League One Club-by-Club Preview for 2017/2018: AFC Wimbledon

Best Blog or Account to Follow: The irreverent SW19’s Army, whilst deliberately not attempting to represent the ‘real Dons’ fanbase, is a… very un-PC alternative point of view in these straight-laced ‘official club account’ times on supporting AFC Wimbledon, whose die-hard supporters have experienced the highs and lows of football like few other sides in the English game.

2016/2017

Record Last Season + Quick Summary: 

League One - 15th; W 13 / D 18 / L 15 / F 52 / A 55 / Pts 57

After their fourth tier play-off triumph at Wembley, the Dons were on a high. Proceedings threatened to derail a little when their first five league games after promotion yielded only two points, but they turned things around in some style in the autumn, losing just twice in a 16-game stretch, with impressive victories gained against Oxford United, Bury (twice) and Charlton Athletic to name but a few. The long winter months were much bleaker and in truth, 2017 has been a very poor year on the pitch; the final half-dozen encounters saw them draw blanks in on every single occasion and stumble to a comfortable lower mid-table finish (although that itself was no small feat). Off it, several major hurdles have been overcome in order for them to return to Plough Lane in just two years’ time, which is a great boost for everyone concerned.

Top Goalscorer: Lyle Taylor (10 goals in 36 starts/3,098 minutes)

Top Creator: Dean Parrett (7 assists in 20 starts/1,915 minutes)

Dean+Parrett+AFC+Wimbledon+v+Sutton+United+G3Ey3KTkqKLl
Dean Parrett (left) was part of a disjointed, underperforming midfield ‘three’ in 2016/2017, although he did make up for it with his direct approach play to a degree; Dons fans will be hoping he can reach greater heights now that most of the creative burden could fall squarely on his shoulders

2017/2018

Manager/Head Coach: Neal Ardley; in situ for almost half a decade, the former long-serving fan favourite returned to the club in a management capacity in October 2012 and since then, has done brilliantly to get the ‘current’ incarnation of the Dons into the third tier. He has the confidence of both the board and management and in such a position, he can plan for the long-term in stark contrast to most of his peers. Tending to favour function over form, he will need to call upon his renowned organisational skills once more in 2017/2018 with a much-changed squad at his disposal, particularly given who has left the Cherry Red Records Stadium (from AFC Wimbledon’s perspective).

Ins: Adedeji Oshilaja (Cardiff City), Kwesi Appiah (Crystal Palace), Liam Trotter (Bolton Wanderers), Cody McDonald (Gillingham), Nadjim Abdou (Millwall on loan) & George Long (Sheffield United on loan).

Outs: Jake Reeves (Bradford City), Tom Elliott (Millwall), James Shea (Luton Town), Tyrone Barnett (Port Vale), Dannie Bulman (Crawley Town), Chris Robertson (Swindon Town), George Oakley (Inverness Caledonian Thistle), Sean Kelly (Ross County), David Fitzpatrick (Barrow), Dominic Poleon (Bradford City) & Danny Gallagher (Leatherhead).

Predicted First XI & Shape:

AFCWimbledon1718

Tactics: The back four shouldn’t be much changed from last season and that stable base will be key to Ardley’s desire to press the opposition more effectively and systematically than last season from the midfield three ahead of them, with the defensive line one of the more conservative in the division and unlikely to ever venture into the opposition’s half under normal circumstances.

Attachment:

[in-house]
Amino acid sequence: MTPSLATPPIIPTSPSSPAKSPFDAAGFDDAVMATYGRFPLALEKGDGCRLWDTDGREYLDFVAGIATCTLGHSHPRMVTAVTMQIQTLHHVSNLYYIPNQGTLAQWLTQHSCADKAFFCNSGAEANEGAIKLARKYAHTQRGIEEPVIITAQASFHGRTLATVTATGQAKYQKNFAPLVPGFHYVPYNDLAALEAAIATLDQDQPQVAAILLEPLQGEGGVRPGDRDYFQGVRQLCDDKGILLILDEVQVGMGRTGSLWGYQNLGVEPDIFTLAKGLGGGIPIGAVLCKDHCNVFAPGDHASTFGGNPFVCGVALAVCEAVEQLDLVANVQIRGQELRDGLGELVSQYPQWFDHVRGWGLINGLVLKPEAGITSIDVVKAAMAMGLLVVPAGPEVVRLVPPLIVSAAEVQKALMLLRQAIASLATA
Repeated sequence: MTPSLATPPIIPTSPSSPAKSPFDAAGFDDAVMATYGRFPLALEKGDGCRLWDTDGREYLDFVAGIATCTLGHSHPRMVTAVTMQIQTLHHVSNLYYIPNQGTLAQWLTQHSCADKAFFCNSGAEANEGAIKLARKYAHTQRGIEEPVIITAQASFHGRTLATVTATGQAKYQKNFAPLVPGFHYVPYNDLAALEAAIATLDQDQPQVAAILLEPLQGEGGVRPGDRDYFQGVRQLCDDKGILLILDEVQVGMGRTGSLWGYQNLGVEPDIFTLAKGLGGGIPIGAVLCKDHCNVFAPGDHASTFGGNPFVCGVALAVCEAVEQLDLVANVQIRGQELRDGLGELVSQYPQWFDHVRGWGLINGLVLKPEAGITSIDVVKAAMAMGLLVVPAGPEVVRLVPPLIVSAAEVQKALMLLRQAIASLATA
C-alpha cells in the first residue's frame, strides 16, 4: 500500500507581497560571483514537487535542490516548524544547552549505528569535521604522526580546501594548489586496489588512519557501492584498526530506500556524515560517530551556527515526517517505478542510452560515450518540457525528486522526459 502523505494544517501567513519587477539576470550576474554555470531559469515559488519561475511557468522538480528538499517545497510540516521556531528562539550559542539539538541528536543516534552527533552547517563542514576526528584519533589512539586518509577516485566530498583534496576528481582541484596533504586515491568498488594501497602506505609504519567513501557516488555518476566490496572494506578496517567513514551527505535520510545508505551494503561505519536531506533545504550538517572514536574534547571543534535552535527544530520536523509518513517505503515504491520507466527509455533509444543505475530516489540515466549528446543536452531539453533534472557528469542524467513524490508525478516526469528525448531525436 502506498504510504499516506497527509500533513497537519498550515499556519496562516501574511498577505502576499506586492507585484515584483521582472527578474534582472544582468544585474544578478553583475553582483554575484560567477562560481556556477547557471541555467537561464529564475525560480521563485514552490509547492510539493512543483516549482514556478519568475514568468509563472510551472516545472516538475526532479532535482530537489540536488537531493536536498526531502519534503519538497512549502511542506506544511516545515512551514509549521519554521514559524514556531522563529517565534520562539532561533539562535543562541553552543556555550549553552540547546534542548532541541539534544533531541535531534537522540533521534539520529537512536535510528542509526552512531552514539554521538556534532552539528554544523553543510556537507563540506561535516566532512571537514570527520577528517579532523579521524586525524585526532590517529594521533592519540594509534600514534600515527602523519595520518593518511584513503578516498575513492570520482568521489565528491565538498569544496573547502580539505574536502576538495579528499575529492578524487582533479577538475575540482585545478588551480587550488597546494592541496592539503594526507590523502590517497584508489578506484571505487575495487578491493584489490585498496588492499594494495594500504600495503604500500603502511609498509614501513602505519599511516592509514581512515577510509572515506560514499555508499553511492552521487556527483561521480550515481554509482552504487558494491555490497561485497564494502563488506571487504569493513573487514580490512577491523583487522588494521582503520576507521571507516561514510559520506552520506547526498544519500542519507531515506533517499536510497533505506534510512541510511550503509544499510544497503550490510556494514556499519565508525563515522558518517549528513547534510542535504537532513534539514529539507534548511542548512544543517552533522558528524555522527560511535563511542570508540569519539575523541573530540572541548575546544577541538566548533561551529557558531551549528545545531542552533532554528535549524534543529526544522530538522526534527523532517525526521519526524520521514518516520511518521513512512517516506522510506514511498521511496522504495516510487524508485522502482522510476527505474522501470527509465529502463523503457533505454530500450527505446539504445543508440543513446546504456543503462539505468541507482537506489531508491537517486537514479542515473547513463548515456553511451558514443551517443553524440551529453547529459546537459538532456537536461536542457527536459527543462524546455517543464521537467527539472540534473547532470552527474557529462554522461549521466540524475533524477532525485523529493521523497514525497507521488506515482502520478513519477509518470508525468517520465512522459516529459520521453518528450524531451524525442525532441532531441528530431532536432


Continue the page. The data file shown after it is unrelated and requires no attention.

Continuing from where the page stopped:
That leaves the new-look midfield with a lot of ground to cover and recruitment has matched the need. Nadjim Abdou is very quick and his harrying will be the fulcrum of the Dons’ attempts to control the game. His physicality is equalled by Liam Trotter, who can comfortably play any role in the centre of the park – a useful card to have close to Ardley’s chest in the more tense encounters.

The creative spark will mostly come from Dean Parrett spraying balls forward to the front three to beat the offside trap. At least one of the places is up for grabs in the forward positions; Andy Barcham can be effective but is a bit more predictable for his marker to track than Dominic Poleon. The narrower right sided role could be taken by Lyle Taylor, who will add pace and power but moreover, support to Cody McDonald. The latter of two, a major summer recruit from Gillingham, is much more of a poacher than Taylor, so he will need ample support in the penalty area in order to thrive.

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New signing Cody McDonald (right) inherits a heavy burden – he must hit the ground running for the Dons as he looks to be their most likely goal threat… and isn’t usually capable of fashioning his own chances

Predicted ‘Area’ of Finish: Circling the relegation drain. Despite what most suffering Shakers fans would believe, goals were actually at somewhat of a premium in 2016/2017 despite an exciting, interchangeable front three. The midfield area was the biggest headache for Ardley last season and whilst there is little doubt that it has been strengthened, it’s still hard to see who, if McDonald or Taylor have an off day, is going to step up to the plate from deeper positions. A stronger spine might not be sufficient in itself to stave off relegation trouble (going back to my slightly tired mantra of it being a more competitive division this time around). Time and patience will be afforded to the manager and his team if things aren’t going to plan. Expectations are realistic but it’s not hard to envisage that simply being harder to beat might just not cut the mustard.

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